Off The Record
On the first day of Amber's job as a nude art model, she was nervous.
"I was walking there trying to calm myself down and prepare myself for it," she said.
Several minutes after the robe came off, however, she relaxed.
"When you're there you're holding a pose, you don't have time to look at yourself."
Amber started modeling this year, and said it is something she has always thought about pursuing.
"Most people wouldn't even consider doing it," she said. "I've had friends who've done it. I'm pretty comfortable with my body, and I thought it could be an interesting experience; to see how people would approach me."
According to Amber, part of the reason she is comfortable with modeling is because she has a different conception of nudity than most of mainstream American society.
"In our society, if you are nude, you are equated with being vulnerable. It's not the case in this job. You're not eroticized, you're basically an object," she said.
Within the classroom, Amber does not believe that her nudity provokes awkwardness, it's simply "an exercise."
Outside of the classroom, however, is where attitudes shift, Amber said.
"The dynamics change, guys see girls as girls, not as objects, hopefully," she said, laughing. "Sometimes, if there was a guy in the class I've modeled for, if I see him outside of the class, he will not make eye contact with me or pretend he doesn't see me, whereas girls usually say 'Hi,' and are friendly. It's a weird dynamic."
However, though Amber said she does not usually feel uncomfortable in class, she chooses only to model for advanced classes.
"I don't do beginner classes, just because some kids might not be as serious and make a bigger deal of it and not act as professionally. I choose to work only for upper-level classes," she said. "They are people who understand the purpose of models."
Amber said she is grateful for the general attitude of these advanced students.
"The thing with art students is that they're usually not going to talk about [my nudity]. I don't think many of them are the type of students that would be overly-concerned, which I'm very appreciative of," she said.
When deciding to model, Amber said her largest apprehension was that students would think her modeling was immoral.
"I don't think it is [immoral]," she said. "All the great artists use art models. A human is the hardest thing to draw. I'm doing a favor to the growth and development of the students as artists."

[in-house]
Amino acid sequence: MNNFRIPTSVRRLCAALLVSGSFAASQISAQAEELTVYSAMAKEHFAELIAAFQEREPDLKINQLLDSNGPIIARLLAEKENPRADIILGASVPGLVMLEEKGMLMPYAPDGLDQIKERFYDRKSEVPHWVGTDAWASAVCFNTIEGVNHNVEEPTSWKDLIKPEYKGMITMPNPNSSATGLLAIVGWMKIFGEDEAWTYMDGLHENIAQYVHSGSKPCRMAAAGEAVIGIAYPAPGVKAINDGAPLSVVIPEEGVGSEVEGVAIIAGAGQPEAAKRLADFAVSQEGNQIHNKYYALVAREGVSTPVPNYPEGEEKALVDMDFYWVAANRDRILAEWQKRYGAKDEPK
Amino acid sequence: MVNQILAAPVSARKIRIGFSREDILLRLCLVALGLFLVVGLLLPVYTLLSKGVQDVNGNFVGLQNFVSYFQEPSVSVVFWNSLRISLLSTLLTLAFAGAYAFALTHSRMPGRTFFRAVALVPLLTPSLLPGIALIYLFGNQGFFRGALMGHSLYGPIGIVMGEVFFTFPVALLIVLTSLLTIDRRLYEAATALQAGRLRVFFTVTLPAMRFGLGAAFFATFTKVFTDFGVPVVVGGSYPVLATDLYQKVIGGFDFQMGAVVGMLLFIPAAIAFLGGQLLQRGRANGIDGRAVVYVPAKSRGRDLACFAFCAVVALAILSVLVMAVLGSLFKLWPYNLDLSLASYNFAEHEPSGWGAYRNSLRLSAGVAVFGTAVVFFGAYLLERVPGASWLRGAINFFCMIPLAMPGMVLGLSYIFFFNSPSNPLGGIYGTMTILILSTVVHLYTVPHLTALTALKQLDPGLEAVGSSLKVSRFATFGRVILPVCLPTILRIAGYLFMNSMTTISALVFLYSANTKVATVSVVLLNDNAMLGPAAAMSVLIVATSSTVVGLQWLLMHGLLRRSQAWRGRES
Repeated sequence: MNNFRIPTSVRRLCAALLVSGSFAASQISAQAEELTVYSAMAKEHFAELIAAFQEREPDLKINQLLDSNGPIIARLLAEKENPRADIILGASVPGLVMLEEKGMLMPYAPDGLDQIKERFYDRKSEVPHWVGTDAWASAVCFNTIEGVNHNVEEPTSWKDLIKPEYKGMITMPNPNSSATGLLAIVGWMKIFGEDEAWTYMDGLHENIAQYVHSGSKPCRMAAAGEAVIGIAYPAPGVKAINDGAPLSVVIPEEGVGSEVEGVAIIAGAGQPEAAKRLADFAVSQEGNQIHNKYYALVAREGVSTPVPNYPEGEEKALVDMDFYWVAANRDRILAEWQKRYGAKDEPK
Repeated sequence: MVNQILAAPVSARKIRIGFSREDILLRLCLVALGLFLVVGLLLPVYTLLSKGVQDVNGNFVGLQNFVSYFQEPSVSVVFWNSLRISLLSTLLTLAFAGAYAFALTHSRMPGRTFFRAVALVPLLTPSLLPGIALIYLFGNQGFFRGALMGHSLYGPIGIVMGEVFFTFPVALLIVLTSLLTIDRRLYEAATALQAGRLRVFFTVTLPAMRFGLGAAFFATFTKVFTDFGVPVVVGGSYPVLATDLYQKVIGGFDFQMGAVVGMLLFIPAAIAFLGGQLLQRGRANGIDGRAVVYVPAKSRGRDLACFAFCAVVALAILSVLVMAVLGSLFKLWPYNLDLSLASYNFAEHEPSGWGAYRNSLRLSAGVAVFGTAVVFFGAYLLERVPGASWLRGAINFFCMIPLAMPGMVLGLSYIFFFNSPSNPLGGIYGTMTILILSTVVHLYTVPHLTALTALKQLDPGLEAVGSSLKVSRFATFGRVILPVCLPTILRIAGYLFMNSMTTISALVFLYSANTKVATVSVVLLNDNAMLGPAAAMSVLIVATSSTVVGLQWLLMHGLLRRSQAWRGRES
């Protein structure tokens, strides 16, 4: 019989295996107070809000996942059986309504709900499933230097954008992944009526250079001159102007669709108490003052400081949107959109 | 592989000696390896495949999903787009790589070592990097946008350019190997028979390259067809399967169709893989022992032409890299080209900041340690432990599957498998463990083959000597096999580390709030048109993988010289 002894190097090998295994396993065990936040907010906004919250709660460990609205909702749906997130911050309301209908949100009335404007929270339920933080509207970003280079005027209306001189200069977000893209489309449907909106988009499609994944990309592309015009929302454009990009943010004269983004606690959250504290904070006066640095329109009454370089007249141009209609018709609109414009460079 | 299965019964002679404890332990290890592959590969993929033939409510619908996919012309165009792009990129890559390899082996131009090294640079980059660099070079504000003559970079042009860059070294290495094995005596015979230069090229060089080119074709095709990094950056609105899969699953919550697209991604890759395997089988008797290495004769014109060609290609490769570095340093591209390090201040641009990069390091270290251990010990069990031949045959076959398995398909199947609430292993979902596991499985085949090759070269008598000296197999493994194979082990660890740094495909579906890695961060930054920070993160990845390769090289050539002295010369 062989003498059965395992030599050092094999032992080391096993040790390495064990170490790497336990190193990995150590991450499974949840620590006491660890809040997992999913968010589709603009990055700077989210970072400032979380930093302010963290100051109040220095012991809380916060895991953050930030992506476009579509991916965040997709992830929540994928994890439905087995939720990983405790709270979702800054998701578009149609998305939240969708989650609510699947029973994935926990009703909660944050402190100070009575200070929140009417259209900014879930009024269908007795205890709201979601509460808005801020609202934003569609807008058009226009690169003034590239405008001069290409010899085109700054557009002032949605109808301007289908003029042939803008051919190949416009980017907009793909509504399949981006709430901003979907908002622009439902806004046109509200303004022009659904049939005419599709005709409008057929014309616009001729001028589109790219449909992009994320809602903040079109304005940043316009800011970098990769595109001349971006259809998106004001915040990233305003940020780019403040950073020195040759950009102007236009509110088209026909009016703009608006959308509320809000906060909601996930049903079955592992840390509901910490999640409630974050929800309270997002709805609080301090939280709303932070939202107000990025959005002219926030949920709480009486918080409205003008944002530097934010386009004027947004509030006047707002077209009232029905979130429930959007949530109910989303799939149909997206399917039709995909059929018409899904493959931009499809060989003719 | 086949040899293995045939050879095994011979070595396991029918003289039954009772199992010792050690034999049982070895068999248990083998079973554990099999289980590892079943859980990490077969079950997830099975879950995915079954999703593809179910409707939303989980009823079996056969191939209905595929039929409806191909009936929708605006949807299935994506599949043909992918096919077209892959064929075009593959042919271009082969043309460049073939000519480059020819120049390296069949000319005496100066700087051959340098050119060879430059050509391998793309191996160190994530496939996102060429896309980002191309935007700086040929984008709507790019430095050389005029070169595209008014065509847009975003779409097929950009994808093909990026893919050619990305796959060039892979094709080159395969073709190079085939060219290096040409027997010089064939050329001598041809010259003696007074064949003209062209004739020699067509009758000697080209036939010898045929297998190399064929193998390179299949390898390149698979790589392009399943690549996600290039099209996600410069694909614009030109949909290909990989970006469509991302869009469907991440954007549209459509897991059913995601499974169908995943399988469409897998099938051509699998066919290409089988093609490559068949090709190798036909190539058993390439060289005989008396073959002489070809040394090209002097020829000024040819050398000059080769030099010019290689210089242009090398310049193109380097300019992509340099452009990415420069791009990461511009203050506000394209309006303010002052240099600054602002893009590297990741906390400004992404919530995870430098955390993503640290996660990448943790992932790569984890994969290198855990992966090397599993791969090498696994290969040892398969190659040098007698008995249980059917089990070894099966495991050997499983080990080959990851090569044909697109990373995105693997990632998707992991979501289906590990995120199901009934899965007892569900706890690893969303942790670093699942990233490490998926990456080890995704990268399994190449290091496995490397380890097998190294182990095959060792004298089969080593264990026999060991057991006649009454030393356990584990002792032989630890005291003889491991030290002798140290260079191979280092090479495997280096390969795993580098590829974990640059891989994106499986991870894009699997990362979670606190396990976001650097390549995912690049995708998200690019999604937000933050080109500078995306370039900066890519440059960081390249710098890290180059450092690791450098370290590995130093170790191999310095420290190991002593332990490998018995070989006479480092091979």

According to Amber, most students are open-minded when they find out she is an art model, and only an occasional few react immaturely.
"Some people are like, 'Wow, you stand around naked.' It's not like I'm in a frat, slutting myself out. There are people who do far worse things on this campus."
Amber believes that being an art model makes her more, rather than less, comfortable with her body.
"I think a lot of the reason people are uncomfortable is because they are afraid to be judged. If people see your body for art and appreciate it for a good purpose, as a way to develop their skills, it makes you more confident."
But, though Amber has gained more confidence through this job, she said some inherent self-assuredness is also necessary.
"You have to really, really be confident about yourself. If not, you could feel exposed. I think a lot of people connect the two: exposed emotionally and physically, but they are different," she said. "Even though I'm naked, which equates to being bare, I'm not, because I'm not vulnerable in any way."
Along with confidence, another key attribute to being a nude model is "the realization that what you're doing is not bad."
To Amber, the attitude that a nude body is a "bad" thing is just the remnants of a "puritanical" society.
Amber is also emphasized that being an art model allows for self-reflection.
"You're standing there in a pose, or sitting, and you have to think of something. You're wondering, 'I wonder how their perception of me has changed.' [The art students] would see me in Collis, or in a class, and think 'She's just some girl,' and they might think after seeing me in art class, 'Why is she doing this?' How does their perception change? Or people who haven't been in a class, but just hear about it. Do they see me as more sexualized? Do they see me as weird? Do they see me as more confident with my body? It's an interesting observation to make."
Beyond thinking about how her peers might react, Amber also reflects on her own motivations.
"I do ask myself why I do it. I think it could be something about me wanting to show that a naked body is nothing dirty, it's something beautiful."
Another aspect of the job that Amber enjoys is the inventiveness it involves.
"It's definitely a creative job," Amber said. "They don't tell you how to sit, you have to be very comfortable, to be able to move, to know how to stand, to know how a certain curve on your body shows and how to twist yourself to make an interesting composition."
For Amber, this aspect of modeling came naturally.
"I do black and white photography, and I'm pretty good with shadows and contrasts," she said. "I also do yoga. For me [being an art model] was very intuitive."
Ultimately, Amber wants to make the distinction between an art model and an exhibitionist.
"Some people would think it's something an exhibitionist would do. I definitely don't consider it to be that. If I was an exhibitionist, I would streak finals. It's just a really great job for self-reflection," she said. "Not everyone is capable of being honest with themselves, not everyone is ready to take the criticism and judgment."